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“As a child, my hero was Jo March […] But as an adult, it's Louisa May Alcott.” –Greta Gerwig
The Mysterious Key and What It Opened (1867) is a novella by American author, feminist, and abolitionist Louisa May Alcott. Although less popular than her famed “March Family Saga,” the novella showcases Alcott’s gift for storytelling and deep concern for children who have suffered. The Mysterious Key and What It Opened is a hidden gem, a work of mystery that explores themes of family, death, and perseverance.
Lillian Trevlyn was yet to be born when her father passed away under unknown circumstances. Not much is certain about Sir Richard Trevlyn’s death beyond her mother’s fragmented account. Curious about her husband’s unknown visitor, Alice—pregnant with Lillian at the time—listens through the keyhole to the conversation going on inside the library. Horrified by what she hears, Alice faints, only to learn later that her husband has been found dead. Raised by her mother, Lillian grows up to be a strong young woman and hopes to put her past misfortunes behind her. While walking on the grounds of her family estate one day twelve years later, she meets a teenager named Paul who asks to be given work. Although he seems an upstanding young man, rumors begin to circulate among the family’s servants, digging up the family’s tragic history. When Paul mysteriously disappears, it becomes increasingly apparent that the past—however distant—has come full circle. The Mysterious Key and What It Opened is a captivating tale of mystery, wealth, and danger from an author known more for her works written for children and young adults.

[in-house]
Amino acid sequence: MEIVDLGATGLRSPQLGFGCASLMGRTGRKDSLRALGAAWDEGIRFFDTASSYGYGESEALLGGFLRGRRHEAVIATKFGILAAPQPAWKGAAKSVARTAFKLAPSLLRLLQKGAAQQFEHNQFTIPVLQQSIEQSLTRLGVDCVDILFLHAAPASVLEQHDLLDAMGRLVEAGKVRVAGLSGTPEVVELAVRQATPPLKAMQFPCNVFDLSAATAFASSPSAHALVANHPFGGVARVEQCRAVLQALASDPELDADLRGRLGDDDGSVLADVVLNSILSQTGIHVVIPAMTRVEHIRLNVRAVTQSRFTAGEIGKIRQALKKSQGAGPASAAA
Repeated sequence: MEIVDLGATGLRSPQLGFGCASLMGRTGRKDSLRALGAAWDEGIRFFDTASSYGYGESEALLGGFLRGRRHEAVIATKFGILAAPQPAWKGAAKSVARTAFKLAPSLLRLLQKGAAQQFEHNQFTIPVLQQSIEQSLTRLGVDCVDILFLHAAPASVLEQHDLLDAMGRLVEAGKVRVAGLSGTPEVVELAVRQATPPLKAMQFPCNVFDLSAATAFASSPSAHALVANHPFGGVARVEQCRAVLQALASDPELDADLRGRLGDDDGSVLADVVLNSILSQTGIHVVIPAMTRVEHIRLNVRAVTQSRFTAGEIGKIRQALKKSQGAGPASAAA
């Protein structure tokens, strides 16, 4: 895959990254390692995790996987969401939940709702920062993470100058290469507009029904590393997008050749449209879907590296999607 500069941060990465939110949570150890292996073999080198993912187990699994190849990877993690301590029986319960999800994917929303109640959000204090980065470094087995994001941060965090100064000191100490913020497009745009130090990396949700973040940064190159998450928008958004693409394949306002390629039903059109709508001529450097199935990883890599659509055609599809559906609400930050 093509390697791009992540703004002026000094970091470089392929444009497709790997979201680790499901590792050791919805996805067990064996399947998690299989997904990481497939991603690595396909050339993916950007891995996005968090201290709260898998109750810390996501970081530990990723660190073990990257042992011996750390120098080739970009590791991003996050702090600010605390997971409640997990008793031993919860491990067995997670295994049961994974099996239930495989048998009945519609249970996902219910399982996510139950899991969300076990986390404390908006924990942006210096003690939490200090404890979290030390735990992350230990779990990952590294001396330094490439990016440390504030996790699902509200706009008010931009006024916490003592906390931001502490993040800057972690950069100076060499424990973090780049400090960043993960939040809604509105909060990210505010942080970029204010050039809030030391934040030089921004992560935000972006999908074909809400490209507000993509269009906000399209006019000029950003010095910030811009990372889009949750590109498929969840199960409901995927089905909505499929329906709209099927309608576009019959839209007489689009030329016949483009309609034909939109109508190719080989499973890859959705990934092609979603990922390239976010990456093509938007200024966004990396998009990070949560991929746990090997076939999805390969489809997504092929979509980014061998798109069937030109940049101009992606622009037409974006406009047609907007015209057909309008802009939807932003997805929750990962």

With a beautifully designed cover and professionally typeset manuscript, this edition of Louisa May Alcott’s The Mysterious Key and What It Opened is a classic of American literature and mystery fiction reimagined for modern readers.
About Louisa May Alcott
Louisa May Alcott (1832-1888) was an American novelist, poet, and short story writer. Born in Philadelphia to a family of transcendentalists—her parents were friends with Ralph Waldo Emerson, Nathaniel Hawthorne, and Henry David Thoreau—Alcott was raised in Massachusetts. She worked from a young age as a teacher, seamstress, and domestic worker in order to alleviate her family’s difficult financial situation. These experiences helped to guide her as a professional writer, just as her family’s background in education reform, social work, and abolition—their home was a safe house for escaped slaves on the Underground Railroad—aided her development as an early feminist and staunch abolitionist. Her career began as a writer for the Atlantic Monthly in 1860, took a brief pause while she served as a nurse in a Georgetown Hospital for wounded Union soldiers during the Civil War, and truly flourished with the 1868 and 1869 publications of parts one and two of Little Women. The first installment of her acclaimed and immensely popular “March Family Saga” has since become a classic of American literature and has been adapted countless times for the theater, film, and television. Alcott was a prolific writer throughout her lifetime, with dozens of novels, short stories, and novelettes published under her name, as the pseudonym A.M. Barnard, and anonymously.
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